ROSELAND – Roth IRA conversions have been a hot topic this year. New rules have made 2010 the first year that there is no income limit for Roth IRA conversion eligibility. Because of that, many taxpayers have access to a Roth IRA for the first time.
How do you know if converting your traditional IRA to a Roth IRA is right for you? According to the personal financial planning experts at the New Jersey State Society of Certified Public Accountants (NJSCPA), it is a complicated decision that requires careful analysis of each individual’s financial situation.
There are two main things to consider: the effect on your finances during the year of Roth conversion and the effect at retirement. People who are convinced they will face higher tax rates in the future may want to consider converting their traditional IRA to a Roth IRA, locking in at today’s lower income tax rates.
What are the advantages of the Roth IRA?
- Distributions are tax-free if certain conditions are met
- Assets can be retained longer because there are no required minimum distributions during retirement
- Heirs can inherit Roth IRA funds tax-free
- Lower taxes for those families subject to estate or inheritance tax
Will my 401(k) be affected?
Retirees who have account balances in 401(k) plans may convert that money directly into a Roth IRA in 2010. For tax purposes, the transaction will be treated as a lump sum distribution into a traditional IRA, followed by an immediate conversion to a Roth IRA.
Will my Roth IRA conversion be taxed?
After-tax plan contributions are not taxed in the rollover to a Roth IRA. Otherwise, all contributions and all accumulated earnings must be included in taxable income.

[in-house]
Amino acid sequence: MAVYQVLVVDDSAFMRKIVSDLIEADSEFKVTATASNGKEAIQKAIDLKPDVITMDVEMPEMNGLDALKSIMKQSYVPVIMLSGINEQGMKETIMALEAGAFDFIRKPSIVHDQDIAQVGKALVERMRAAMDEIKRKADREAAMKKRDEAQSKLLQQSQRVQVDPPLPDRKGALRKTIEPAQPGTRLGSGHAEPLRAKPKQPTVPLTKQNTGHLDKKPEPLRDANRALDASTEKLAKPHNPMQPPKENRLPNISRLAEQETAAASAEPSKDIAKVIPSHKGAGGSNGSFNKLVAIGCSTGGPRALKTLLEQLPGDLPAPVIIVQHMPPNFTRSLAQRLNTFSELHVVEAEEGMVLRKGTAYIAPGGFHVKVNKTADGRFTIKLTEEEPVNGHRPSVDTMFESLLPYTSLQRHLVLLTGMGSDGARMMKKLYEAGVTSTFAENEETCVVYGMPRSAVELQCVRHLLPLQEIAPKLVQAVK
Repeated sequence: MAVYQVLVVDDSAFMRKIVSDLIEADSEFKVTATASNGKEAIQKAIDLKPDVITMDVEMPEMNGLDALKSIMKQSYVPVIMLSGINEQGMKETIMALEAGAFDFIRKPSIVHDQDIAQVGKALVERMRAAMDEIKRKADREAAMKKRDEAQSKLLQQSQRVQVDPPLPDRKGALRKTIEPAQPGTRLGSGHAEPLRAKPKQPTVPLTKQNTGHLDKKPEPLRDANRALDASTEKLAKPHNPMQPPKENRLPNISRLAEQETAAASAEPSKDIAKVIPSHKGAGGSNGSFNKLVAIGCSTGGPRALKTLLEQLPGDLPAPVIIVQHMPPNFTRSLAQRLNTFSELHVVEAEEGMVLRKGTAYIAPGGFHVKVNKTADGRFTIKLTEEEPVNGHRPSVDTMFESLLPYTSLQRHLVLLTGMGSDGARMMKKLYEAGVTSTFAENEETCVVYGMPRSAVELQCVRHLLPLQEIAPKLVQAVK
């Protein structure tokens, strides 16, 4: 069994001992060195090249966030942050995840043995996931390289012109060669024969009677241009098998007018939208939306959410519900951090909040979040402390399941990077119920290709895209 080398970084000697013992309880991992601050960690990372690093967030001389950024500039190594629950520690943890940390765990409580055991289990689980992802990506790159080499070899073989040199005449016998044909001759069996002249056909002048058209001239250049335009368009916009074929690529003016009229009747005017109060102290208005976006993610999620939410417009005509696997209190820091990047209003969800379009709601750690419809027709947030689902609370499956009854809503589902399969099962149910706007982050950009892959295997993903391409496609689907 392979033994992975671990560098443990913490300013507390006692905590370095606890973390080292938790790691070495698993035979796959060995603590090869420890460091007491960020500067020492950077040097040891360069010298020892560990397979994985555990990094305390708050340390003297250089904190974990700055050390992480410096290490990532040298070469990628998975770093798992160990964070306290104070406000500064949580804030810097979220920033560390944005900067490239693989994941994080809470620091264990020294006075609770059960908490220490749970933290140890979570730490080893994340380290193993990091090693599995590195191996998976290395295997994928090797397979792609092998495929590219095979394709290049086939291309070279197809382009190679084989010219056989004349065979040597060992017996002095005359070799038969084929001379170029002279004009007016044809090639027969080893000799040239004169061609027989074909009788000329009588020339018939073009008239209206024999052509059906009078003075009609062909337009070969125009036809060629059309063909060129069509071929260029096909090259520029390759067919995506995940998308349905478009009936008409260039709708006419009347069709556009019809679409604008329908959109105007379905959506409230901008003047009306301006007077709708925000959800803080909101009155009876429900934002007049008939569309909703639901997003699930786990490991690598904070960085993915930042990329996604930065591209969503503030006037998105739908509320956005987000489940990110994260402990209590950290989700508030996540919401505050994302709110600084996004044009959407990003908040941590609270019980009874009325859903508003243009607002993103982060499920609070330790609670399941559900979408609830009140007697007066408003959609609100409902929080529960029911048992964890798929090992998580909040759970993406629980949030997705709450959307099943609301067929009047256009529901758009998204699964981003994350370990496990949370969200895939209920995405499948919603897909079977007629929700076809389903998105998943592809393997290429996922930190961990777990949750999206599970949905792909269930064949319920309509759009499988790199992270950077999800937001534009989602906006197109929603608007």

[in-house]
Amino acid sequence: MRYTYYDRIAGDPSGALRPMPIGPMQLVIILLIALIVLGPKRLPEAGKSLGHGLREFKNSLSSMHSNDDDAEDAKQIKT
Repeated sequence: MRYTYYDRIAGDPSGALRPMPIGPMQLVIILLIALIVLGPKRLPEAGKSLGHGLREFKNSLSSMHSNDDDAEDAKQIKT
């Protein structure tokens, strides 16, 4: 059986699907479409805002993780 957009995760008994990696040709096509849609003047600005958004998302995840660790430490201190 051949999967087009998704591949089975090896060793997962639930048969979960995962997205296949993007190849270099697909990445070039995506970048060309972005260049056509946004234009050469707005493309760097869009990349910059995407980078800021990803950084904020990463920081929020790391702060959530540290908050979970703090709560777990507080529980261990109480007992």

What is the benefit of converting before the end of 2010?
In 2010 only, taxpayers will have a choice. You can report the entire amount of your conversion in 2010 or defer taxes by reporting the income ratably over two years, in 2011 and 2012.
Consider holding off or only doing a partial Roth conversion if:
- You would use part of the conversion amount to pay taxes. In order for a conversion to make sense, you must be able to pay the taxes on the conversion amount from outside your retirement funds.
- Your conversion amount would place you in a higher tax bracket. If doing a full conversion will place you in a new tax bracket, you may wish to convert over a few years.
- You expect to be in a lower tax bracket at retirement. If you expect to be in a much lower tax bracket at retirement, it may not make sense to convert now. The final decision depends on how many years you have until retirement and how much growth you expect.
- You want to avoid increased taxation of your Social Security Benefits and/or Medicare premiums.
Deciding whether to convert from a traditional IRA to a Roth IRA can be a series of complicated calculations that have a long-term impact. Individuals considering a Roth conversion should consider working with a CPA to make the most informed decision possible.
If you don’t have a CPA, you can easily locate one online using the NJSCPA’s free, online Find-A-CPA service. Just go to www.findacpa.org, and in a few clicks you can locate a highly qualified professional who can assist you.
For more information on various personal financial matters, visit the NJSCPA’s public service website at www.MoneyMattersNJ.com. While visiting, you can subscribe to Your Money Matters, the NJSCPA’s free, monthly email
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